Good Heart Health May Protect Against Cognitive Decline in Black Women

Finding seen for processing speed and cardiovascular health in Black women, but not White women
Good Heart Health May Protect Against Cognitive Decline in Black Women
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Medically Reviewed By:
Mark Arredondo, M.D.

WEDNESDAY, April 24, 2024 (HealthDay News) -- Middle-aged Black women with better heart health are less likely to show a decline in mental function, according to a study published online April 24 in the Journal of the American Heart Association.

Imke Janssen, Ph.D., from the Rush University Medical Center in Chicago, and colleagues sought to determine the impact of cardiovascular health (CVH) on decline in the two domains of cognition that decline first in White and Black women at midlife. The analysis included 363 Black and 402 White women participating in the Study of Women’s Health Across the Nation. Cognition was measured as processing speed and working memory.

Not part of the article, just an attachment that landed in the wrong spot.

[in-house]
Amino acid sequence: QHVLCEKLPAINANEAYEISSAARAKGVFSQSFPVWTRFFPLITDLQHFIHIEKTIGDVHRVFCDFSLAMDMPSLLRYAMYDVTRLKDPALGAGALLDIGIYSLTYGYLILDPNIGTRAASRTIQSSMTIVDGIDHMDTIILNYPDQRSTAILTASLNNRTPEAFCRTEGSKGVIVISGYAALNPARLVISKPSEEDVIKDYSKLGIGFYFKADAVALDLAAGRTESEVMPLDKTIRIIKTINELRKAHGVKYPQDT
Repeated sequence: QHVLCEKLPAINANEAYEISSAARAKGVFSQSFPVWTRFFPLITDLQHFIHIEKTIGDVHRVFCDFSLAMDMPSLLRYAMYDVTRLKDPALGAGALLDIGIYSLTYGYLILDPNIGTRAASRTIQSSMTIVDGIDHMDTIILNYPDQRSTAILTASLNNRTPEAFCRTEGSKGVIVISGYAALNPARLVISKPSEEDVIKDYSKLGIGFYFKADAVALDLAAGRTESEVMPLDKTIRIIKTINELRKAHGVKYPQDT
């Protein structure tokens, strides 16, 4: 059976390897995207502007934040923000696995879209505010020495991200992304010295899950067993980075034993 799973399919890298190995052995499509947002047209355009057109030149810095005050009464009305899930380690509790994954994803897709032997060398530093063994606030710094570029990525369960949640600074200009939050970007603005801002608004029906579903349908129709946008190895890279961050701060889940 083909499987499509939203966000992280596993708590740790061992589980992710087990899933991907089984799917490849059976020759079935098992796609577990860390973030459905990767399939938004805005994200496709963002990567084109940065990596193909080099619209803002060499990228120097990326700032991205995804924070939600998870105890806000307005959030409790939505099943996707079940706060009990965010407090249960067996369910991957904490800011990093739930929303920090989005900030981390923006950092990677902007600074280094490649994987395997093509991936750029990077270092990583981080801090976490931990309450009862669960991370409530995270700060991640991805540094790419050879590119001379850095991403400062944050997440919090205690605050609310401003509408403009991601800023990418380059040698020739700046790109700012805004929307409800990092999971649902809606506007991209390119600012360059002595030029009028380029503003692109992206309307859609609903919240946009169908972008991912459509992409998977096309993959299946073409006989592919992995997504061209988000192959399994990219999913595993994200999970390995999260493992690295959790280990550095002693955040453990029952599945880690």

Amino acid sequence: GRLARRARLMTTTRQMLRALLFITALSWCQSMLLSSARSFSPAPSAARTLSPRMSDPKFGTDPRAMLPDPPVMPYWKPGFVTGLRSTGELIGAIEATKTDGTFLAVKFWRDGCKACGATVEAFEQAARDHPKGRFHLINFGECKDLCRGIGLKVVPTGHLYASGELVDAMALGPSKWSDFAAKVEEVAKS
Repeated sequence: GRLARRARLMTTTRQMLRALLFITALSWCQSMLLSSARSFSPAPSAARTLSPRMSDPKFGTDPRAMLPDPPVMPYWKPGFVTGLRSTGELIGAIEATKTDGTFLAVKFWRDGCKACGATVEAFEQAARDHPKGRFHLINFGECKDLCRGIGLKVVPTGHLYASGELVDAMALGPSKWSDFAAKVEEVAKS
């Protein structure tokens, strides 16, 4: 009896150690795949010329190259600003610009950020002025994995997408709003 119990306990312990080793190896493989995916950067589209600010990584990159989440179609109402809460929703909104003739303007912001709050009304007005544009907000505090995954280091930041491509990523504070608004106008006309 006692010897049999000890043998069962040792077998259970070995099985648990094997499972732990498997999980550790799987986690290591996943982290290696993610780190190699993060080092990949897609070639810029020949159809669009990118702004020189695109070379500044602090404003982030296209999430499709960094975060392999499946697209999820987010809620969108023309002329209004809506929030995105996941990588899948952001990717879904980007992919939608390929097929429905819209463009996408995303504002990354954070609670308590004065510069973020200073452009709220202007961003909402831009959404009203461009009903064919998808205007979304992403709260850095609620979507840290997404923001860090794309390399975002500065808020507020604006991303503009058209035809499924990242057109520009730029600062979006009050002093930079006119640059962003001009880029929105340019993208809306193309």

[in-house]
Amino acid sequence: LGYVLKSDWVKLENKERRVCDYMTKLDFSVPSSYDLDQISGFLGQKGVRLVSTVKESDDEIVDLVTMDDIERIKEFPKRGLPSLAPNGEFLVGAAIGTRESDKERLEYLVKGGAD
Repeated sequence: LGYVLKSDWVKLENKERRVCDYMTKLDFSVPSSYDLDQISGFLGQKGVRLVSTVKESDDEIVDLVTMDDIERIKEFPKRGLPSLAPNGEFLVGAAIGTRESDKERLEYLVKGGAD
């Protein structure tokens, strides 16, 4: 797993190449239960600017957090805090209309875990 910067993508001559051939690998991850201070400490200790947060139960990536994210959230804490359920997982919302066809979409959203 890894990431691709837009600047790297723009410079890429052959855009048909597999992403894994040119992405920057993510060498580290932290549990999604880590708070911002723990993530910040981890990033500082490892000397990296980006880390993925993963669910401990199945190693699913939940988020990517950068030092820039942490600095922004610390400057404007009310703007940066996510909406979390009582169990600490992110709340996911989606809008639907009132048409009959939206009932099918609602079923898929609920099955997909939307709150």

After a mean follow-up of ~10 years, the researchers observed a decline in processing speed that was explained by race, age, and the three-way interaction of race, CVH, and time. In White women, CVH was unrelated to decline, but in Black women poorer CVH was associated with greater decline. No declines in working memory were seen in the total cohort, by race, or by CVH.

"We were surprised that we did not find results like those of past studies, which showed cognitive decline in Black and White men and women, and found cardiovascular health to be more important for White adults rather than people in Black subgroups," Janssen said in a statement. "We think these differences are due to the younger age of our participants, who began cognitive testing in their mid-40s, whereas previous studies started with adults about 10 to 20 years older."

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